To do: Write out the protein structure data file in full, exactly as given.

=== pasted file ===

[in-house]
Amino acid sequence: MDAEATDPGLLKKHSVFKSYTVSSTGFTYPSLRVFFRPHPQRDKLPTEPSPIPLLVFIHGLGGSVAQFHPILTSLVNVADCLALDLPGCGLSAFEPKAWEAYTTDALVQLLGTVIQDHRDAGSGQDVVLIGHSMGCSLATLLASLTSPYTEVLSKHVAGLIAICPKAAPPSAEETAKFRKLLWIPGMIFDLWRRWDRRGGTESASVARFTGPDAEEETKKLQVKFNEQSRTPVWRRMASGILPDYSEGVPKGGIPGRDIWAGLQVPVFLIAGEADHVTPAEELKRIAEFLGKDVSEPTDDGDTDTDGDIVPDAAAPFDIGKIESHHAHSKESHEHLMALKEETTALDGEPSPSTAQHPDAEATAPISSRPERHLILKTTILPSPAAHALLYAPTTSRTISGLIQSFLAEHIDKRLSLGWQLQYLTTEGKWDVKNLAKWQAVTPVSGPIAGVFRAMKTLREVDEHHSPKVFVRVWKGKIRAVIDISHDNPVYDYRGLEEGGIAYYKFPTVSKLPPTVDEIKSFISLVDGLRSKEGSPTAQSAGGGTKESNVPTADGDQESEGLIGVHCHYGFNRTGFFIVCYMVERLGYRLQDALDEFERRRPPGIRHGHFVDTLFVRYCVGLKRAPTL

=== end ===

[in-house]
Amino acid sequence: MDAEATDPGLLKKHSVFKSYTVSSTGFTYPSLRVFFRPHPQRDKLPTEPSPIPLLVFIHGLGGSVAQFHPILTSLVNVADCLALDLPGCGLSAFEPKAWEAYTTDALVQLLGTVIQDHRDAGSGQDVVLIGHSMGCSLATLLASLTSPYTEVLSKHVAGLIAICPKAAPPSAEETAKFRKLLWIPGMIFDLWRRWDRRGGTESASVARFTGPDAEEETKKLQVKFNEQSRTPVWRRMASGILPDYSEGVPKGGIPGRDIWAGLQVPVFLIAGEADHVTPAEELKRIAEFLGKDVSEPTDDGDTDTDGDIVPDAAAPFDIGKIESHHAHSKESHEHLMALKEETTALDGEPSPSTAQHPDAEATAPISSRPERHLILKTTILPSPAAHALLYAPTTSRTISGLIQSFLAEHIDKRLSLGWQLQYLTTEGKWDVKNLAKWQAVTPVSGPIAGVFRAMKTLREVDEHHSPKVFVRVWKGKIRAVIDISHDNPVYDYRGLEEGGIAYYKFPTVSKLPPTVDEIKSFISLVDGLRSKEGSPTAQSAGGGTKESNVPTADGDQESEGLIGVHCHYGFNRTGFFIVCYMVERLGYRLQDALDEFERRRPPGIRHGHFVDTLFVRYCVGLKRAPTL